I Just Watched ‘Invincible’ And You Should Too
Amazon Prime’s animated adaptation of Robert Kirkman’s superhero series soars
I was a fairly faithful reader of Robert Kirkman’s graphic novel The Walking Dead for many years until the George Romero-inspired zombie apocalypse book settled into a predictable formula that usually ended with a beloved character dying in a truly horrible, sadistic way.
But I couldn’t make it through two seasons of the hit TV show The Walking Dead. I know it’s wildly popular with fans so it’s my problem. And I’ll admit that the show could have improved over the last, what? Ten years? It’s been on the air for ten years, right? I may attempt to catch up on the series next pandemic.
The graphic novel, at its best, was desolate and lonely and full of zombies. It honored Romero, a filmmaker whose sympathies didn’t always lie with the humans. The TV show was too much doomsday prepper soap opera and not enough cynical horror, really.
But enough about The Walking Dead, because Kirkman’s other bestselling comic book was just adapted by Amazon Prime and, so far, I think it’s great.
The animated series is called Invincible, and it’s based on the long-running comic book of the same name. It’s a pure superhero story about a teen boy who gets his powers from his Superman-like father. This character, named Invincible, is eager to use his super-strength and invulnerability, and ability to fly to help people but has to learn lessons about the real world. Like, with great power comes great corruptibility.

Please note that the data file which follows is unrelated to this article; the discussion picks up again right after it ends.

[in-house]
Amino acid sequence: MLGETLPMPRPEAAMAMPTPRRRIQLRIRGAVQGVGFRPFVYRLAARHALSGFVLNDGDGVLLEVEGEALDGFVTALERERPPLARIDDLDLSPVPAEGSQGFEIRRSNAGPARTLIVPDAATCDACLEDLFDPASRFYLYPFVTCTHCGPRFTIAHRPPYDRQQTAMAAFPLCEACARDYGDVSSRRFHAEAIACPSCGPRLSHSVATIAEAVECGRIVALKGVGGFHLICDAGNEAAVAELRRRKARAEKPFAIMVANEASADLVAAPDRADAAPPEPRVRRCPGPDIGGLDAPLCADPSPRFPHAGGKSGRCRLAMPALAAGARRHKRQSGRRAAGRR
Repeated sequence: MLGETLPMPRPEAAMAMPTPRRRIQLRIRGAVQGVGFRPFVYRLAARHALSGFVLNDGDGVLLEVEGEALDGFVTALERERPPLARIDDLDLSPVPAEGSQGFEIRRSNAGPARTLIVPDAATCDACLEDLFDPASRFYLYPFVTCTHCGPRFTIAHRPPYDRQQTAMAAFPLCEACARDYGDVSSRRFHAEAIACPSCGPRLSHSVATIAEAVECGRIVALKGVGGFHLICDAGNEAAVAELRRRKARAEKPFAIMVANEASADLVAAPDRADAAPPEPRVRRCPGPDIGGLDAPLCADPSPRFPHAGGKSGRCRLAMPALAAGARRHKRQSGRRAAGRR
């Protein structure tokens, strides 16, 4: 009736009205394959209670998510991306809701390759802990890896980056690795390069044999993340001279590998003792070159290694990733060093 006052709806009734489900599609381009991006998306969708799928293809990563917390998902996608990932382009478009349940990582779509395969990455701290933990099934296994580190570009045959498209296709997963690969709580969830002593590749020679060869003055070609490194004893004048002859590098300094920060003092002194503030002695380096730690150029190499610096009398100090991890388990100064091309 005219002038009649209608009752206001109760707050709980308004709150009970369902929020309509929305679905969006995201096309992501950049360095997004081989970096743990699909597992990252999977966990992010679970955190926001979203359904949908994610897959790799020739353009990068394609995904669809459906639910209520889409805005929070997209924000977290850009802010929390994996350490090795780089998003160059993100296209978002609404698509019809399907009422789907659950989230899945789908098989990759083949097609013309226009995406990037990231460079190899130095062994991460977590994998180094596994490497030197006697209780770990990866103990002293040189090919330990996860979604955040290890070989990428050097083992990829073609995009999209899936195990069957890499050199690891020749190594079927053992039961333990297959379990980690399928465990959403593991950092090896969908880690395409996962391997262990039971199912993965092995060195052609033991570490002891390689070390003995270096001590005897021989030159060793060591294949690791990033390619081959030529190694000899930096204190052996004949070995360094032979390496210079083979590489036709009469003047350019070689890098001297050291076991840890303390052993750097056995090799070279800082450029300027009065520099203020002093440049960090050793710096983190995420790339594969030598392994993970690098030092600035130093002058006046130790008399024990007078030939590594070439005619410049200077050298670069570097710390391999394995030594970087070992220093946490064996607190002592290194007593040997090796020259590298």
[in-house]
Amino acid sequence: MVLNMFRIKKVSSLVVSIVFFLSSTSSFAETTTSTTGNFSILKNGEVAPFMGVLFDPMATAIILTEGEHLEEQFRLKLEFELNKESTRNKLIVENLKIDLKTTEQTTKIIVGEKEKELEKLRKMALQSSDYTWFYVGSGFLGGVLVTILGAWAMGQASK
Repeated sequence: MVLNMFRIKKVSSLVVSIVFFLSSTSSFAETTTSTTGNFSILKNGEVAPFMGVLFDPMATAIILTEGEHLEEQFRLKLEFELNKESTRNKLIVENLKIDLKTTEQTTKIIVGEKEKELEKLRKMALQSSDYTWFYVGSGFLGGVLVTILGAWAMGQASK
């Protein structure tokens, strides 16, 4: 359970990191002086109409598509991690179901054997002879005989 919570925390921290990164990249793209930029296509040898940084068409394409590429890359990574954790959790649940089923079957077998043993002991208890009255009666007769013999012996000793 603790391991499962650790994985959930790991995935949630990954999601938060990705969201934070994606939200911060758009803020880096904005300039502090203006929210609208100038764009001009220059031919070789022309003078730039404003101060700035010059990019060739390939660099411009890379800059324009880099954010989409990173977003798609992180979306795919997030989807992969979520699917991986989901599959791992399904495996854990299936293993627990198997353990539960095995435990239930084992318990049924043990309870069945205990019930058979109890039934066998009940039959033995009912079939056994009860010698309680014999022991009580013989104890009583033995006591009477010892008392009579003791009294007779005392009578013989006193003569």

The graphic novel is a love letter of sorts to the Silver Age of comic books which were populated by characters wearing bright colorful costumes fighting equally flamboyant supervillains and going on the occasional intergalactic mission to save the universe. The only difference is between Invincible and the comics that inspired Kirkman is the violence. Invincible is violent. It's ultraviolent. Over-the-top. Heads aren't crushed, they’re pulverized, with eyeballs popping out. Blood-soaked fists punch through chests. The good guys are pulled apart like steamed crabs. I know Amazon Prime’s dark superhero satire The Boys is also for adults only but that show has fun criticizing the superhero genre. Invincible is, literally, The Avengers, with additional action scenes directed by Quentin Tarantino.
The violence isn’t the plot, though. It’s like a crimson red dipping sauce on the side. The main course is Invincible’s moral journey — is he a god or is he a man?
The animation in Invincible is true to the source material, and it’s pretty good for a weekly series. I was worried the animation wasn’t sophisticated enough until we got to the gore and I was wrong — the splatter is well done. But the real work is done by Invincible’s all-star cast, including Steven Yeun, JK Simmons, Sandra Oh, Seth Rogen, Walton Goggins, and voice acting legend Mark Hamill. These voices help the show soar.
There are new episodes every week. I’ll be watching.